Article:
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South Iceland Guide May 9-16

By Staff

  • From Þingvellir National Park. Photo/Vilhelm Gunnarsson

This is the South Iceland chapter of What to Do and See this Week Around Iceland, the only Icelandic guide of its kind. New every week.

 

Walk through the Continental Drift, one of Game of Throne's Icelandic locations
The landscape of Iceland features prominently in the HBO hit series Game of Thrones. One of the settings is Þingvellir National Park which lies between the European and N. American tetonic plates. You can even see the rift in a vertical canyon at Þingvellir, called Almannagjá where more than one scene of Game of Thrones newest serie was filmed. If you are scuba-certified, you can scuba at Silfra fissure – perhaps your only chance to be able to touch Europe and N.America at the same time. Keep in mind that every year, the plates drift about 2cm apart.

Stop by at this beautiful two stepped waterfall
Hjálparfoss is a beautiful, two stepped waterfall near the confluence of rivers Þjórsá and Fossa in the Þjórsá Valley. The surrounding area is called Hjálp (Help), because the travellers across the Sprengisandur route found great help in reaching a vegetated area to graze their horses after a long journey in the barren interior. As elsewhere in the valley, the signs of the eruptions of Mt. Hekla are very prominent by the waterfall, ashes everywhere.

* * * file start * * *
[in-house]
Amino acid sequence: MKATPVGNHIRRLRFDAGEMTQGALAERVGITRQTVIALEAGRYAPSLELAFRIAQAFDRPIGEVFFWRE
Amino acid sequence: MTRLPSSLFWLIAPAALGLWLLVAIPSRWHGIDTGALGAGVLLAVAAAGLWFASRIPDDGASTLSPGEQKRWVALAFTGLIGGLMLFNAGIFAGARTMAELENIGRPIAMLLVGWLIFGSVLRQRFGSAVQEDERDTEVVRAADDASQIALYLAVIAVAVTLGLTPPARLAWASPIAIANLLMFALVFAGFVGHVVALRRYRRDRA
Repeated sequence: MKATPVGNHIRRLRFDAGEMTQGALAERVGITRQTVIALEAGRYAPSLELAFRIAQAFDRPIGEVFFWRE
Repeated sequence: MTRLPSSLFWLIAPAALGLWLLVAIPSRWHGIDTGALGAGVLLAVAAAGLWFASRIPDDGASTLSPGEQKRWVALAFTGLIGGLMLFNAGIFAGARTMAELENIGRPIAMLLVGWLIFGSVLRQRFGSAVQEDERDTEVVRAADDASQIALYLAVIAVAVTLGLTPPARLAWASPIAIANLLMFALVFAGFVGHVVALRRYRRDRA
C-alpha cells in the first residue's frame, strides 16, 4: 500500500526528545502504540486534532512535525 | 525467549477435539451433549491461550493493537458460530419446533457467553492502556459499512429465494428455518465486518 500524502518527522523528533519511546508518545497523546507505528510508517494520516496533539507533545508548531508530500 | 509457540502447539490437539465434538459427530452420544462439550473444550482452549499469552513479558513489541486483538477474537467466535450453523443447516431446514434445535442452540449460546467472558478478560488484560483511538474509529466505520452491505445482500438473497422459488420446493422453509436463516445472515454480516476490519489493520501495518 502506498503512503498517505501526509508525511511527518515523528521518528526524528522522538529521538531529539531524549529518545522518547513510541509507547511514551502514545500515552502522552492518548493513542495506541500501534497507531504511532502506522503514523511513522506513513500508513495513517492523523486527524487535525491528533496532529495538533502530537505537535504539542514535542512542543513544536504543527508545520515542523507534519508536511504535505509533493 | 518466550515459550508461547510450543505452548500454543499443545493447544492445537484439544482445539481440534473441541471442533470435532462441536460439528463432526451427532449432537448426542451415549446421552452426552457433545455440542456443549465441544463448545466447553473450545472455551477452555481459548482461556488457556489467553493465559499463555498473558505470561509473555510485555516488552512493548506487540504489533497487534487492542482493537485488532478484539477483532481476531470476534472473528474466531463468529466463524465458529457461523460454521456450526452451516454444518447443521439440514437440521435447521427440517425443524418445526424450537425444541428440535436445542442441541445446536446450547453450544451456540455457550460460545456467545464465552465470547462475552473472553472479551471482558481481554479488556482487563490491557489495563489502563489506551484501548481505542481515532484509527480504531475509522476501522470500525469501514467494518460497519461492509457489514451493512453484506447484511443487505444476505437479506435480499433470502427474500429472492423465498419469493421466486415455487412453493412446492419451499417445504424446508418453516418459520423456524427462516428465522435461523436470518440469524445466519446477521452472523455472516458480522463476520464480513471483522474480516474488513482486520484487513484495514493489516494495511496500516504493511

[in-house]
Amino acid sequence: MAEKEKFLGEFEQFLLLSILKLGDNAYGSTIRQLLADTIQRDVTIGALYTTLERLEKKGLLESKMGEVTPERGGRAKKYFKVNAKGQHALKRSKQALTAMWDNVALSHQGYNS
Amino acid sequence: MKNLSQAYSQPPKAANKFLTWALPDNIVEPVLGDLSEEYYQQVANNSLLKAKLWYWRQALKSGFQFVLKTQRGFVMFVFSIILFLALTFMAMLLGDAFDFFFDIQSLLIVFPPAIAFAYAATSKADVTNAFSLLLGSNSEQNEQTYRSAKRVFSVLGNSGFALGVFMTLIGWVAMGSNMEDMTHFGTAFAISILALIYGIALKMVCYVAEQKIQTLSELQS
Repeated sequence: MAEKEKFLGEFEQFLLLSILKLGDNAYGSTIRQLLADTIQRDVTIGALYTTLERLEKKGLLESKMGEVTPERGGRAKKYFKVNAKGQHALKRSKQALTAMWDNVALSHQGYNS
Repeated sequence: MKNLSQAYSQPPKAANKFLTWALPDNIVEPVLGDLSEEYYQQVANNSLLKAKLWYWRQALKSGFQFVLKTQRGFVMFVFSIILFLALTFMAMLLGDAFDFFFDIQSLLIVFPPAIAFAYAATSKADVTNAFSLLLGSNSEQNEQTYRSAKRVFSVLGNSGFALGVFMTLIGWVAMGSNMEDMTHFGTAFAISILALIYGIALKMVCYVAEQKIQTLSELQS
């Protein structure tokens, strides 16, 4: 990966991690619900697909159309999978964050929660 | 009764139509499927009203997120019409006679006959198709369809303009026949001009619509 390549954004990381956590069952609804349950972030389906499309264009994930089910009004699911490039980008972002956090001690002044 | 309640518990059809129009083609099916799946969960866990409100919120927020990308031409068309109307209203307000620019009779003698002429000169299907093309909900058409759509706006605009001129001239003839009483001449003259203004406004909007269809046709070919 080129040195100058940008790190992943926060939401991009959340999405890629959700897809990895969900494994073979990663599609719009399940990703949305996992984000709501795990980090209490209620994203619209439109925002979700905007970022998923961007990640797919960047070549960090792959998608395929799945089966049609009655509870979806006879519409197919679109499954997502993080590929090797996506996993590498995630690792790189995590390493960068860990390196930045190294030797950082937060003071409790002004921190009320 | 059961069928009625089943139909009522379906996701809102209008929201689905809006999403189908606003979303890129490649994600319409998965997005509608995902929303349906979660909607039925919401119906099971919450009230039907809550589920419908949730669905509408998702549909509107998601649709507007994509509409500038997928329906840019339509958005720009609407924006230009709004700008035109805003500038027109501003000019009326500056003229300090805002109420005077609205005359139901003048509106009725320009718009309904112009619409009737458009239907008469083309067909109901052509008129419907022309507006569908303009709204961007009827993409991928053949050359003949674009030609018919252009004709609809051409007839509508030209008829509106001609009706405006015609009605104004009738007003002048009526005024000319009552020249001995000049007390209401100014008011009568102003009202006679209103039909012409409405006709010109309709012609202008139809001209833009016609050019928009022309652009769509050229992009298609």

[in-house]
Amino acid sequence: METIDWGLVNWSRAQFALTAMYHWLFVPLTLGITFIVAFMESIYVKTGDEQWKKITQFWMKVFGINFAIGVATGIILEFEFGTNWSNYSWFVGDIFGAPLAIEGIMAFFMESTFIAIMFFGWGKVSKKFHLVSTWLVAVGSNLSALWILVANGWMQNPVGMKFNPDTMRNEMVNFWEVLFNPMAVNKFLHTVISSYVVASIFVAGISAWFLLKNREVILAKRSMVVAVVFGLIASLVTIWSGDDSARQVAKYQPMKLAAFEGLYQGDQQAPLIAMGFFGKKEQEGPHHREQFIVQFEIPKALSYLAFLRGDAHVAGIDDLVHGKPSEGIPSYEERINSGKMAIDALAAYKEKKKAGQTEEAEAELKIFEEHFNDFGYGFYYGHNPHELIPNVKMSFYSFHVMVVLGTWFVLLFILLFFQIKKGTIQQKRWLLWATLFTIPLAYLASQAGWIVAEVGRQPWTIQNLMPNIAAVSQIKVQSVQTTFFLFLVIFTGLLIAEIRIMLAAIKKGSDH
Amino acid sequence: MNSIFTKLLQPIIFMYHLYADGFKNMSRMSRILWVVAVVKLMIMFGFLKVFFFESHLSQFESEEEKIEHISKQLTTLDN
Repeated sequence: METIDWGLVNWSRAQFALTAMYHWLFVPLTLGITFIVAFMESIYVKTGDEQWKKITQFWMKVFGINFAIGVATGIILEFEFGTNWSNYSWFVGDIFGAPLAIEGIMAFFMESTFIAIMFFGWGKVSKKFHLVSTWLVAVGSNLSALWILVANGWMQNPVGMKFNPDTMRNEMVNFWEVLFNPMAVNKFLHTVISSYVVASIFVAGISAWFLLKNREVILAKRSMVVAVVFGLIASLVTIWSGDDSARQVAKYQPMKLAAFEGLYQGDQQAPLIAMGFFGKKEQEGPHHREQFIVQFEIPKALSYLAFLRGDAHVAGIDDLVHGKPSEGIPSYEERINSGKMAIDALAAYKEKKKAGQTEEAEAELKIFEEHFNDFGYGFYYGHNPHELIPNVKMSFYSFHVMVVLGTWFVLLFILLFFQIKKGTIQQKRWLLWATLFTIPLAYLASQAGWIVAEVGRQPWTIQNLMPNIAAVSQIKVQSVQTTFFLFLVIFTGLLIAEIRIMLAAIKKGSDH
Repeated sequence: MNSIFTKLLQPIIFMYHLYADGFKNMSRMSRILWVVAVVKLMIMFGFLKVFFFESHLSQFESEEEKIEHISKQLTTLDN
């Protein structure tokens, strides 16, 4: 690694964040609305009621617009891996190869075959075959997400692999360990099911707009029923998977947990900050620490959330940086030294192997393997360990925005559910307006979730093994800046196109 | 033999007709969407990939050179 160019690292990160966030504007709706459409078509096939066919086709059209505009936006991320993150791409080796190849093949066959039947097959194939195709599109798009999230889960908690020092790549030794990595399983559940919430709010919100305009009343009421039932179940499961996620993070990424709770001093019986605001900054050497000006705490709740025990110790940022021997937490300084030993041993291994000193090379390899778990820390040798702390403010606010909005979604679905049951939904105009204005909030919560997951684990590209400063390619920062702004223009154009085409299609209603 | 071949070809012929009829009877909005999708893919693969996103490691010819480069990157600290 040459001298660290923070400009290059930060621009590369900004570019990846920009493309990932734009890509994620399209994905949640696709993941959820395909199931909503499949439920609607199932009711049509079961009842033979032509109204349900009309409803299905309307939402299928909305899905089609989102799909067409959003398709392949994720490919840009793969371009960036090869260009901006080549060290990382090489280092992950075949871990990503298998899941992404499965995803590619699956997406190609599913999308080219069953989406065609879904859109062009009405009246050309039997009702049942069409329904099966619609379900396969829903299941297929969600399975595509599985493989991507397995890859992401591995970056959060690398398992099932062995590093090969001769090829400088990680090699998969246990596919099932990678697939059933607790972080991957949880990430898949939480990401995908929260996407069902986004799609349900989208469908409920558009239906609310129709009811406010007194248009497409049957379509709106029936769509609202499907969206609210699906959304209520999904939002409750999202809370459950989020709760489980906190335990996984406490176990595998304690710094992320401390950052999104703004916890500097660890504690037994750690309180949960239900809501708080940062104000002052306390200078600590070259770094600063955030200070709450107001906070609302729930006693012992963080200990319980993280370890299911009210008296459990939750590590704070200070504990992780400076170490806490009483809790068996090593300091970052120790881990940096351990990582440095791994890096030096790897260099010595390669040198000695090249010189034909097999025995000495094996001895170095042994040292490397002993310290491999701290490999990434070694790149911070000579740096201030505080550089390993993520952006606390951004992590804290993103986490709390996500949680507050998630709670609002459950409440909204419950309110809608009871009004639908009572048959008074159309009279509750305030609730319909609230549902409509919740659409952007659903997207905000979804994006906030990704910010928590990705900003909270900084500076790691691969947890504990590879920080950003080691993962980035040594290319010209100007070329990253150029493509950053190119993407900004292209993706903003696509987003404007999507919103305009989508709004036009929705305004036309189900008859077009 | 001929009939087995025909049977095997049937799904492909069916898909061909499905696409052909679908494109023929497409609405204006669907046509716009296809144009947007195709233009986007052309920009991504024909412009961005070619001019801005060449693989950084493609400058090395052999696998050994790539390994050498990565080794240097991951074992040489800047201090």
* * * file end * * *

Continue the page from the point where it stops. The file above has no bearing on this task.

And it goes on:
Folk Museum and Museum of Transport in Skógar
The museum, founded in 1949 on the initiative of Þórður Tómasson, is situated 150 km (93 mi) east from Reykjavík nearby ring road number 1. It is devided into three parts: the folk museum which offers a huge variety of tools and implements used for fishing and farming, as well as artefacts dating back to the viking age. In the rebuilt turfhouses in the open-air museum you can catch the atmosphere of times long gone and experience how Icelanders lived through the centuries. The museum of transport, which also houses a souvenir shop and the Skógakaffi cafeteria, tells the story of technology and transportation and its development in Iceland in the 19th and 20th century. See more information

 

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